San Jose

Muslim Funeral For Double Homicide Victims Delayed, Older Son Missing

"We don't know where Haseeb is," a relative said.

The funerals of a San Jose couple might be delayed, yet another tragedy for the tight-knit Bangladesh community, because by California law, the bodies of the parents must be released to their older son.

But since 20-something Hasib Golamrabbi is missing, the bodies of his parents – Golam and Shamima Rabbi – cannot be released until May 4 to anyone else, the Evergreen Islamic Center of San Jose wrote on its Facebook page.

The couple's 17-year-old son, who attends Evergreen High School, is considered a minor and can’t sign the papers to receive his parents, who were found killed in their Lucas Court home in the Evergreen neighborhood on Sunday afternoon. Relatives said they got worried with Golam Rabbi didn't show up for work on Saturday. Family members discovered the bodies, surrounded by chilling messages written on the floor and walls, sources claimed.

According to Islamic law, a body should be buried as soon as possible from the time of death. Most Muslim communities try to bury the dead within 24 hours. 

"This is so hard," Golam Rabbi's nephew, Naseer Hasan, 32, of Santa Clara, told NBC Bay Area on Wednesday. "In our religion, we have to bury someone as soon as possible. It's taking so long. We're really upset."

Relatives Mourn Husband, Wife Killed in San Jose

The couple's killer has not yet been found, and sources told NBC Bay Area that messages were scrawled in black magic marker on the floor and wall. One of those messages read: “Sorry, my first killing was clumsy” sources claimed. Another rant ended with something to the effect of: "I can’t be like you, telling a lie. I can’t love someone without telling them."

It is unclear where Haseeb Rabbi has been since his parents were found shot to death; his mother's body was found near the laundry room.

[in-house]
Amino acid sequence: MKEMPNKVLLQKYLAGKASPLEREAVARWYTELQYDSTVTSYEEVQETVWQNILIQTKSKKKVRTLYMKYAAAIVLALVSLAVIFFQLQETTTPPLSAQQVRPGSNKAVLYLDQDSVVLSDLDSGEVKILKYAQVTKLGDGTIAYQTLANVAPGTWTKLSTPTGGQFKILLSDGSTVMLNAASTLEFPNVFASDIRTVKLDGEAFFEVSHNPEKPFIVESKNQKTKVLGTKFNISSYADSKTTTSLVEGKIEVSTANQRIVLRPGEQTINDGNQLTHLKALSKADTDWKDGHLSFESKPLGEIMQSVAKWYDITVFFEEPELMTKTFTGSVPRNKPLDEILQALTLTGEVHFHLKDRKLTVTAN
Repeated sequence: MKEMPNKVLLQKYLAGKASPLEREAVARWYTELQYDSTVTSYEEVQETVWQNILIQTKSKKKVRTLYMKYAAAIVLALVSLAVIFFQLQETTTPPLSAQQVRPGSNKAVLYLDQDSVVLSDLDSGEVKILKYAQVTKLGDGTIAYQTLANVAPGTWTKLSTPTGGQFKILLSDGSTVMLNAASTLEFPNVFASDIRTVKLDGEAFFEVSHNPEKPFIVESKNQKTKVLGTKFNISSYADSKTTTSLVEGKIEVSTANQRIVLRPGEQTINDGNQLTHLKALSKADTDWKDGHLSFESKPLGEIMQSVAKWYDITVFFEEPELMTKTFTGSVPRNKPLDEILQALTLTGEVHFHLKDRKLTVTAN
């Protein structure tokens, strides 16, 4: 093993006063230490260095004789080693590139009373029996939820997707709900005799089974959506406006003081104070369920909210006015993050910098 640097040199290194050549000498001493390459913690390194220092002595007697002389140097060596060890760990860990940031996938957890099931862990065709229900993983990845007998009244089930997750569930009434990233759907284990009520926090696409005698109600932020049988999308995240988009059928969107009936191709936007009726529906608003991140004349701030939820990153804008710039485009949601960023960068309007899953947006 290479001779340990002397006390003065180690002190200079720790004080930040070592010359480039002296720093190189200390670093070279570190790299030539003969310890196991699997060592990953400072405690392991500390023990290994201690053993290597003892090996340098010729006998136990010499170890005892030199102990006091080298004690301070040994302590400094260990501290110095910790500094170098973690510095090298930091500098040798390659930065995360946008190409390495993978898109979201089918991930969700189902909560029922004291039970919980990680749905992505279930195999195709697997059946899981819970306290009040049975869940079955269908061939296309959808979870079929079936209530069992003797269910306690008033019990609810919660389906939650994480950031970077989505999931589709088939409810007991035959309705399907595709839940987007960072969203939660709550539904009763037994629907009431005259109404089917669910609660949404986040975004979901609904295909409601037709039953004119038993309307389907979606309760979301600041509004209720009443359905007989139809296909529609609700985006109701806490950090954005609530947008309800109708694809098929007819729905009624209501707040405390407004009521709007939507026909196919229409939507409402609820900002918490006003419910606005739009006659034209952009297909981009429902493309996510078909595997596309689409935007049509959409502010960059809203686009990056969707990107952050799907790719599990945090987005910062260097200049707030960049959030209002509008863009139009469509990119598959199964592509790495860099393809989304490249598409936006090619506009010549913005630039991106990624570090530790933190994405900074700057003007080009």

"We don't know where Haseeb is," Hasan said. "Some people tried to call his cell phone on Sunday, but couldn't reach him." He said he is worried about Hasib Golamrabbi's safety.

According to Hasan, both brothers went to an event in Oakland, leaving San Jose on Saturday morning. 

San Jose police on Tuesday said they wanted to speak to the family's eldest son, saying that he simply might be able to answer some questions. Police also said that they don't believe the Rabbis death was a "random act of violence," noting that the suspect was "someone familiar to the family." Because the the family is Muslim, and the parents hail from Bangladesh, the police department also stressed that the deaths of the Rabbis are not being investigated as a hate crime.

Sources who claim they were inside the home shortly after a San Jose husband and wife were found shot to death this weekend, say they saw writing on the floor in big black magic marker letters that read: “Sorry, my first kill was clumsy.” Marianne Favro reports.

Hasan said that both parents had a "really good relationship with their kids," and the family was "financially stable." He can't figure out who would want to kill his aunt and uncle.

According to the board of trustees at the mosque where the Rabbis regularly attended, if Haseeb Rabbi still has not come forward by May 4, the Santa Clara County Coroner's Office will release the bodies to Golam Rabbi’s siblings.

“We would like to ask the entire community to pray for the deceased and may Allah (SWT) give their family strength to comprehend these troubling days,” the board message said.

The family hopes to have a funeral at the Five Pillars Farm Cemetery in Livermore.

EDITOR'S NOTE: Earlier versions of the story has misspelled the older son's based on the spelling given by the Evergreen Islamic Center mosque.

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